Holscher said it appears, based on documentation the city has and that the county provided to the city, there was never any reconciliation for those payments for those three lots. Holscher said the city could be entitled to about $30,000 from the county, but the exact amount could vary because he’s not sure of other factors that might influence the city’s share of any net proceeds to which it might have a claim.

Holscher said he shared the information regarding those transactions with two previous city managers. Brian Alligood, the current county manager and former Washington manager, is aware of that information, Holscher said.

In October of last year, the city agreed to assist with a project at the industrial park.

Expanding a 34.5kV power line into the industrial park would help improve electrical service there and help an industry there expand, the City Council was told then. Extending that 34.5kV line would open the door for Flanders Solutions to expand its facility by 12,000 square feet and add new jobs, Alligood told the council.

About Mike Voss

Mike Voss is the contributing editor at the Washington Daily News. He has a daughter and four grandchildren. Except for nearly six years he worked at the Free Lance-Star in Fredericksburg, Va., in the early to mid-1990s, he has been at the Daily News since April 1986.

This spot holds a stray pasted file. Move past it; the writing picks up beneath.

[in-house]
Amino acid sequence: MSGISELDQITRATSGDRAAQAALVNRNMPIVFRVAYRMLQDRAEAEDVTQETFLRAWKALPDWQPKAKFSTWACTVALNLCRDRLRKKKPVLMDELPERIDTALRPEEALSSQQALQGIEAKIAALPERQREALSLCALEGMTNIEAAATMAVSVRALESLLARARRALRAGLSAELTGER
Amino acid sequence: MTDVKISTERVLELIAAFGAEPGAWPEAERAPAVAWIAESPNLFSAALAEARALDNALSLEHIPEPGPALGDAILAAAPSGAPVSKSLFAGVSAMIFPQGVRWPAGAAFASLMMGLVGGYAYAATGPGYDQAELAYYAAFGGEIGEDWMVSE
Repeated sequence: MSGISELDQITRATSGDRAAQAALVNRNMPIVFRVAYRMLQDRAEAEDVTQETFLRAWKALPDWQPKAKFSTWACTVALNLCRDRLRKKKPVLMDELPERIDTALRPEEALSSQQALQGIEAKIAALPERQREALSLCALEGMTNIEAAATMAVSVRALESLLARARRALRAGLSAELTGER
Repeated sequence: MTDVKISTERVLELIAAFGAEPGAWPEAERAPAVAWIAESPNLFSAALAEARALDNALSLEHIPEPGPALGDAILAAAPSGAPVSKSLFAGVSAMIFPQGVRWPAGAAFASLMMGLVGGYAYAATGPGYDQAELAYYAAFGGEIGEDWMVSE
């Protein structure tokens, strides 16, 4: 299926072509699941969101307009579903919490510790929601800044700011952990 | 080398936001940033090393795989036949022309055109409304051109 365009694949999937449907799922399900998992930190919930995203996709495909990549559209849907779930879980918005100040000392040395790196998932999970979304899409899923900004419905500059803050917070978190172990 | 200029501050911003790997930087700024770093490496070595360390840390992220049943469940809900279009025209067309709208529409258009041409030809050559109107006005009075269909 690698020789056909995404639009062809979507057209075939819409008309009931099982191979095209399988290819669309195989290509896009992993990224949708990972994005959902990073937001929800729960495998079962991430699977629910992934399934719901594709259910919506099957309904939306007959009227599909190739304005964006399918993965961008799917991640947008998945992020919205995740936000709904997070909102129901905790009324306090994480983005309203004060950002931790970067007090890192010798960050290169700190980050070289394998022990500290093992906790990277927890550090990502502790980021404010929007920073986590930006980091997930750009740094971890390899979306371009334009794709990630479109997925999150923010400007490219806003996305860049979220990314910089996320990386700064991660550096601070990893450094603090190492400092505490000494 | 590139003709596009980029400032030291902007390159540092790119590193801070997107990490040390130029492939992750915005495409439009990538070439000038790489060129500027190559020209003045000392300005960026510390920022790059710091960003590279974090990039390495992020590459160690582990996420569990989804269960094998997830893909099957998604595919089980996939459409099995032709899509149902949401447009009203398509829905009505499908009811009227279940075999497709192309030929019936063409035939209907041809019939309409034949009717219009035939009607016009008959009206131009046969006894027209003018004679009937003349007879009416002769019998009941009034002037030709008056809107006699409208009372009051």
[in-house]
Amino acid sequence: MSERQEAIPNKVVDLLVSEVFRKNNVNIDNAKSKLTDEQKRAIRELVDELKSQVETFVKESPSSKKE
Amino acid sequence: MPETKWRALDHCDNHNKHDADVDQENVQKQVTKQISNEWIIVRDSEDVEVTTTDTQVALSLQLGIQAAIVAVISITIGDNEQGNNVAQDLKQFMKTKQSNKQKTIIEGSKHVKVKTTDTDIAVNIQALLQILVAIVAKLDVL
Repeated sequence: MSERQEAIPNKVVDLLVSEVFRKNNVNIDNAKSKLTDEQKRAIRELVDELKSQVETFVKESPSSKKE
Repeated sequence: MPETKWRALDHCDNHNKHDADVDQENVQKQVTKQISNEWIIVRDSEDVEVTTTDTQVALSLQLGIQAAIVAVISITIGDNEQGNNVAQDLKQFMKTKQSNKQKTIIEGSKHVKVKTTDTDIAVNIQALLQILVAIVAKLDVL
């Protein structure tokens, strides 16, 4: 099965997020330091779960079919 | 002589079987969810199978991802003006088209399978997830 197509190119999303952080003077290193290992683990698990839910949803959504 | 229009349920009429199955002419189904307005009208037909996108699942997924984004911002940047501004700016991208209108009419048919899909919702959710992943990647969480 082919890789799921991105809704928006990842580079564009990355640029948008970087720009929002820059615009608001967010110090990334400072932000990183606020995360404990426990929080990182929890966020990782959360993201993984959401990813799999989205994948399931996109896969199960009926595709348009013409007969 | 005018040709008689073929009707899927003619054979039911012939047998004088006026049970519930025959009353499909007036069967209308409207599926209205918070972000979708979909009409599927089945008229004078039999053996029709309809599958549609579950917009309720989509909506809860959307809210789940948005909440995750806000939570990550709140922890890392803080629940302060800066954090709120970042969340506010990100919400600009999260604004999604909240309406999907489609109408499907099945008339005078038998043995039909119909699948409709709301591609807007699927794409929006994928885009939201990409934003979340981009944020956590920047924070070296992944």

Journalism awards:
• Pulitzer Prize for Meritorious Public Service, 1990.
• Society of Professional Journalists: Sigma Delta Chi Award, Bronze Medallion.
• Associated Press Managing Editors’ Public Service Award.
• Investigative Reporters & Editors’ Award.
• North Carolina Press Association, First Place, Public Service Award, 1989.
• North Carolina Press Association, Second Place, Investigative Reporting, 1990.
All those were for the articles he and Betty Gray wrote about the city’s contaminated water system in 1989-1990.
• North Carolina Press Association, First Place, Investigative Reporting, 1991.
• North Carolina Press Association, Third Place, General News Reporting, 2005.
• North Carolina Press Association, Second Place, Lighter Columns, 2006.
Recently learned he will receive another award.
• North Carolina Press Association, First Place, Lighter Columns, 2010.
4. Lectured at or served on seminar panels at journalism schools at UNC-Chapel Hill, University of Maryland, Columbia University, Mary Washington University and Francis Marion University.

email author More by Mike